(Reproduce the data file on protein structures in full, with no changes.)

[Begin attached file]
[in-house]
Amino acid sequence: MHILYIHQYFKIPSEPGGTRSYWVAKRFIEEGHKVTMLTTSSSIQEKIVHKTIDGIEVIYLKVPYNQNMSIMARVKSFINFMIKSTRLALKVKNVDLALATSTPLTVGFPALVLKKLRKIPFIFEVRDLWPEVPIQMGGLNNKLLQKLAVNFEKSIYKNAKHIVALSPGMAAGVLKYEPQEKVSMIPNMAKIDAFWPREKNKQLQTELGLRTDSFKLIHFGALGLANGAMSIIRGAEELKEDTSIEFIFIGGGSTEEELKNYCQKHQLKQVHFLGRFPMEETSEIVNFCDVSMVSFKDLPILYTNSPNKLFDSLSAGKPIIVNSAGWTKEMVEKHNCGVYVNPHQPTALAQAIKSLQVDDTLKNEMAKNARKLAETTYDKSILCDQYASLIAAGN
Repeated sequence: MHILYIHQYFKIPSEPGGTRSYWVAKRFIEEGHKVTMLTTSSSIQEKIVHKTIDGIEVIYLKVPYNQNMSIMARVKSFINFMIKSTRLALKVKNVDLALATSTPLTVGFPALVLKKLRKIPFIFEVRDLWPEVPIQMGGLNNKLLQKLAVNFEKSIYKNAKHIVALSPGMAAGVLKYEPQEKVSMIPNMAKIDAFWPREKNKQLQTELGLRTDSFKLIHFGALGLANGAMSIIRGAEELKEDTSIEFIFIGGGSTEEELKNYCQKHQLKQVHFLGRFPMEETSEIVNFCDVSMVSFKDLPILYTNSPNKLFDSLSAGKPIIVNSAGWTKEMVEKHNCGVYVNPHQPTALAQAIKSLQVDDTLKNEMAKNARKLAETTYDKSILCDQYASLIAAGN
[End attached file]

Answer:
[in-house]
Amino acid sequence: MHILYIHQYFKIPSEPGGTRSYWVAKRFIEEGHKVTMLTTSSSIQEKIVHKTIDGIEVIYLKVPYNQNMSIMARVKSFINFMIKSTRLALKVKNVDLALATSTPLTVGFPALVLKKLRKIPFIFEVRDLWPEVPIQMGGLNNKLLQKLAVNFEKSIYKNAKHIVALSPGMAAGVLKYEPQEKVSMIPNMAKIDAFWPREKNKQLQTELGLRTDSFKLIHFGALGLANGAMSIIRGAEELKEDTSIEFIFIGGGSTEEELKNYCQKHQLKQVHFLGRFPMEETSEIVNFCDVSMVSFKDLPILYTNSPNKLFDSLSAGKPIIVNSAGWTKEMVEKHNCGVYVNPHQPTALAQAIKSLQVDDTLKNEMAKNARKLAETTYDKSILCDQYASLIAAGN
Repeated sequence: MHILYIHQYFKIPSEPGGTRSYWVAKRFIEEGHKVTMLTTSSSIQEKIVHKTIDGIEVIYLKVPYNQNMSIMARVKSFINFMIKSTRLALKVKNVDLALATSTPLTVGFPALVLKKLRKIPFIFEVRDLWPEVPIQMGGLNNKLLQKLAVNFEKSIYKNAKHIVALSPGMAAGVLKYEPQEKVSMIPNMAKIDAFWPREKNKQLQTELGLRTDSFKLIHFGALGLANGAMSIIRGAEELKEDTSIEFIFIGGGSTEEELKNYCQKHQLKQVHFLGRFPMEETSEIVNFCDVSMVSFKDLPILYTNSPNKLFDSLSAGKPIIVNSAGWTKEMVEKHNCGVYVNPHQPTALAQAIKSLQVDDTLKNEMAKNARKLAETTYDKSILCDQYASLIAAGN